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Men’s Basketball signs 11-year-old

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By Aaron Cheris

Sports Editor 

sports.asp@gmail.com

Nov 18, 2014

JP Honsinger is the newest Great Dane after signing a National Letter of Intent.
JP Honsinger is the newest Great Dane after signing a National Letter of Intent. Photo by UAlbany Athletics

   During the early signing period in college basketball, schools all across the country are adding talented players that should help their programs succeed on the court.

   The newest Great Dane isn’t judged by his stats or his stature. The only attributes that he will be judged on are his toughness and his determination.

   In addition to signing high school seniors Kyle McKinley and Joe Cremo, the University at Albany signed 11-year-old JP Honsinger to a National Letter of Intent.

   Honsinger, a sixth-grader from Clifton Park, N.Y., has been diagnosed with Niemann-Pick disease Type C, also known as childhood Alzheimer’s. Symptoms include loss of memory and balance, lung and liver failure, seizures, and delayed motor development. The debilitating disease is very rare and has no known cure.

   “Nobody in the country will be signing a player with JP’s toughness,” UAlbany head coach Will Brown said in a press release. “His character and toughness will allow him to make an immediate impact on our program.”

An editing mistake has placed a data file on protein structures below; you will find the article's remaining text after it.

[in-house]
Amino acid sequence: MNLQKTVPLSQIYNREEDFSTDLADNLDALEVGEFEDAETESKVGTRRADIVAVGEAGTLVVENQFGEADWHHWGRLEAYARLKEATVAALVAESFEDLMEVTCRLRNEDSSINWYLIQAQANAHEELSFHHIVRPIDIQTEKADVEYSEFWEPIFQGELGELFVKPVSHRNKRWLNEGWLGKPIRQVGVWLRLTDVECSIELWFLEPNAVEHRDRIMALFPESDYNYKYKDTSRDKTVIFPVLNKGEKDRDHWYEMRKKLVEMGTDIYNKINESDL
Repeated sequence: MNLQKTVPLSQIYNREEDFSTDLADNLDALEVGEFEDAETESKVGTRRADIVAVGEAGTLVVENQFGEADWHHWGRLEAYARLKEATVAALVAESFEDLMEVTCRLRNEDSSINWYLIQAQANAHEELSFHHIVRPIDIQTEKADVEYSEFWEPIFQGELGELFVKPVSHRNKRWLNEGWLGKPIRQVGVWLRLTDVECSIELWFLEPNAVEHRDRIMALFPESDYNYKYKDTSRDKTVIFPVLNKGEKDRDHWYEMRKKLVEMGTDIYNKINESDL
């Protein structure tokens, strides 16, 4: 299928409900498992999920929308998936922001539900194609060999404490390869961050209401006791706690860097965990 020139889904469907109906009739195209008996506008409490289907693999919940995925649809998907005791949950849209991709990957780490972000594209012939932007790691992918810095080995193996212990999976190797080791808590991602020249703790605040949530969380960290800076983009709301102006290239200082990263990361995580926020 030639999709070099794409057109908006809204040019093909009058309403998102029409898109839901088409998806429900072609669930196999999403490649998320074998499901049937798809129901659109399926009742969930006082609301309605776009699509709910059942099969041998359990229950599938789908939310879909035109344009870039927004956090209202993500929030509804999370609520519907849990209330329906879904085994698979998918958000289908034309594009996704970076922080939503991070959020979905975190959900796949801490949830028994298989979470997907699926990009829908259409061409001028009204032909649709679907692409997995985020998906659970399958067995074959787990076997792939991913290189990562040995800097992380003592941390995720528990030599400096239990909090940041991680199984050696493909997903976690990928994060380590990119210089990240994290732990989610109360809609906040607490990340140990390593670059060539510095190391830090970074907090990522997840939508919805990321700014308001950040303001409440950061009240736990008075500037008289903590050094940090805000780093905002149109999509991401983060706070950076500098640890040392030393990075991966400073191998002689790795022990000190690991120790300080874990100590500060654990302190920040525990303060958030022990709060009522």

Honsinger’s signing is the latest in a slew of accolades for the middle school student. In January, he was sworn in as an honorary cop in Troy and was promoted to Honorary Police Captain in October. In September, Honsinger practiced with the UAlbany men’s lacrosse team.

   Honsinger’s new teammates are impressed with what they see. “We met him a few weeks ago,” team captain Peter Hooley said of Honsinger. “You walked in, saw the kid smile, and it doesn’t matter what mood you are in, you smiled right away.”

   The idea to make Honsinger a Great Dane was Brown’s. “I wanted to do something. I found out that he was a sports junkie and really liked basketball,” Brown said. “JP was excited. He’s been to practice, he’ll be at the game on Wednesday.”

   For Brown, the goal of the signing was to bring awareness for Honsinger and Niemman-Pick disease. “I had no idea what was going to happen nationally. If one national media outlet picked it up, I thought it would be a success,” Brown said. By that standard, the signing has been as successful as it could have been. Sports Illustrated, CBS Sports, and ESPN are just some of the national outlets that have picked up Honsinger’s story. “Everybody picked it up, and I just felt really good,” Brown added.

   The youngest signing in UAlbany history, Honsinger will be joining the two time defending America East champions, who have nine new players on the team this season. Honsinger’s teammates are looking forward to having their newest addition on the squad. “I think everybody is excited to have him around the program,” Hooley said.

   For Brown, the end result is simple. “It’s not about Albany basketball, it’s about JP and his family and helping raise awareness. I’m excited for them and I’m glad that I was able to help contribute in some way,” he said.

   After opening their season with a loss in Providence, R.I. on Saturday night, UAlbany plays it’s home opener on Wednesday, Nov. 19 at 7 p.m. against NJIT. Their newest signee will be in attendance.

   For more information on Honsinger’s battle and how to support to his cause, visit jamminforjp.com

   

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